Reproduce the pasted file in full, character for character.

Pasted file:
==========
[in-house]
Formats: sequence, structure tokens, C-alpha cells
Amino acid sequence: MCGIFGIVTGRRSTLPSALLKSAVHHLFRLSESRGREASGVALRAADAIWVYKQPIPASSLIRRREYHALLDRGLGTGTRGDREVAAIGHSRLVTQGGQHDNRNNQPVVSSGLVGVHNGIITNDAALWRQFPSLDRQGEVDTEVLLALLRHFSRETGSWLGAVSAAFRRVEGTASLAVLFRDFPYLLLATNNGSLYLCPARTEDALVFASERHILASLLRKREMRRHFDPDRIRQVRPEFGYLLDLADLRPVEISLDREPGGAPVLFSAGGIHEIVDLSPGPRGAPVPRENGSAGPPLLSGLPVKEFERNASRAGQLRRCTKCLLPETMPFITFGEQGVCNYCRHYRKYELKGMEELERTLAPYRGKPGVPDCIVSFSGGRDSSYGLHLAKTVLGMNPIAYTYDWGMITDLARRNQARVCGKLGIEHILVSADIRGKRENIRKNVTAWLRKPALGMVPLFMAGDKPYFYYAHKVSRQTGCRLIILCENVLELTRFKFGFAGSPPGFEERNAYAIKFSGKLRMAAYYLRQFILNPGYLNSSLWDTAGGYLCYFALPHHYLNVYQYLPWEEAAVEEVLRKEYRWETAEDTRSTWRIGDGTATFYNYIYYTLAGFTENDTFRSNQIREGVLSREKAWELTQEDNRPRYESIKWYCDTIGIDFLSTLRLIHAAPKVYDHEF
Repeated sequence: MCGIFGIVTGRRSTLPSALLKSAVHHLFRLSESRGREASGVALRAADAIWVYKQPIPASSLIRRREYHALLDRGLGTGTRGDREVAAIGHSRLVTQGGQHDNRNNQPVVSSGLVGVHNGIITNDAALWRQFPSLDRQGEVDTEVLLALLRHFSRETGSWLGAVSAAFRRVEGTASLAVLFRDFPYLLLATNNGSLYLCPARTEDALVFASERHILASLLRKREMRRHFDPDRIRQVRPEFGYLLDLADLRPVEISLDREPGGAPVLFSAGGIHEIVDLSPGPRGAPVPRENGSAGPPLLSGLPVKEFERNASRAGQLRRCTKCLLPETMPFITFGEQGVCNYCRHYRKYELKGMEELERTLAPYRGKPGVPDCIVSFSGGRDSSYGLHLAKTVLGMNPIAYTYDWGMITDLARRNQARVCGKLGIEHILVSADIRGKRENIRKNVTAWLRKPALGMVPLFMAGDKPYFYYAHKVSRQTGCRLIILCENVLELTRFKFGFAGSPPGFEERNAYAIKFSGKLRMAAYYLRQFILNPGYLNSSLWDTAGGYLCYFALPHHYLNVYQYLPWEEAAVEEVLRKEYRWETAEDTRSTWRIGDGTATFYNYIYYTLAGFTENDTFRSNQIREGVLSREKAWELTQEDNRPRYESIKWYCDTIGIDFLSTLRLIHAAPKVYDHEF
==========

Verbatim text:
[in-house]
Formats: sequence, structure tokens, C-alpha cells
Amino acid sequence: MCGIFGIVTGRRSTLPSALLKSAVHHLFRLSESRGREASGVALRAADAIWVYKQPIPASSLIRRREYHALLDRGLGTGTRGDREVAAIGHSRLVTQGGQHDNRNNQPVVSSGLVGVHNGIITNDAALWRQFPSLDRQGEVDTEVLLALLRHFSRETGSWLGAVSAAFRRVEGTASLAVLFRDFPYLLLATNNGSLYLCPARTEDALVFASERHILASLLRKREMRRHFDPDRIRQVRPEFGYLLDLADLRPVEISLDREPGGAPVLFSAGGIHEIVDLSPGPRGAPVPRENGSAGPPLLSGLPVKEFERNASRAGQLRRCTKCLLPETMPFITFGEQGVCNYCRHYRKYELKGMEELERTLAPYRGKPGVPDCIVSFSGGRDSSYGLHLAKTVLGMNPIAYTYDWGMITDLARRNQARVCGKLGIEHILVSADIRGKRENIRKNVTAWLRKPALGMVPLFMAGDKPYFYYAHKVSRQTGCRLIILCENVLELTRFKFGFAGSPPGFEERNAYAIKFSGKLRMAAYYLRQFILNPGYLNSSLWDTAGGYLCYFALPHHYLNVYQYLPWEEAAVEEVLRKEYRWETAEDTRSTWRIGDGTATFYNYIYYTLAGFTENDTFRSNQIREGVLSREKAWELTQEDNRPRYESIKWYCDTIGIDFLSTLRLIHAAPKVYDHEF
Repeated sequence: MCGIFGIVTGRRSTLPSALLKSAVHHLFRLSESRGREASGVALRAADAIWVYKQPIPASSLIRRREYHALLDRGLGTGTRGDREVAAIGHSRLVTQGGQHDNRNNQPVVSSGLVGVHNGIITNDAALWRQFPSLDRQGEVDTEVLLALLRHFSRETGSWLGAVSAAFRRVEGTASLAVLFRDFPYLLLATNNGSLYLCPARTEDALVFASERHILASLLRKREMRRHFDPDRIRQVRPEFGYLLDLADLRPVEISLDREPGGAPVLFSAGGIHEIVDLSPGPRGAPVPRENGSAGPPLLSGLPVKEFERNASRAGQLRRCTKCLLPETMPFITFGEQGVCNYCRHYRKYELKGMEELERTLAPYRGKPGVPDCIVSFSGGRDSSYGLHLAKTVLGMNPIAYTYDWGMITDLARRNQARVCGKLGIEHILVSADIRGKRENIRKNVTAWLRKPALGMVPLFMAGDKPYFYYAHKVSRQTGCRLIILCENVLELTRFKFGFAGSPPGFEERNAYAIKFSGKLRMAAYYLRQFILNPGYLNSSLWDTAGGYLCYFALPHHYLNVYQYLPWEEAAVEEVLRKEYRWETAEDTRSTWRIGDGTATFYNYIYYTLAGFTENDTFRSNQIREGVLSREKAWELTQEDNRPRYESIKWYCDTIGIDFLSTLRLIHAAPKVYDHEF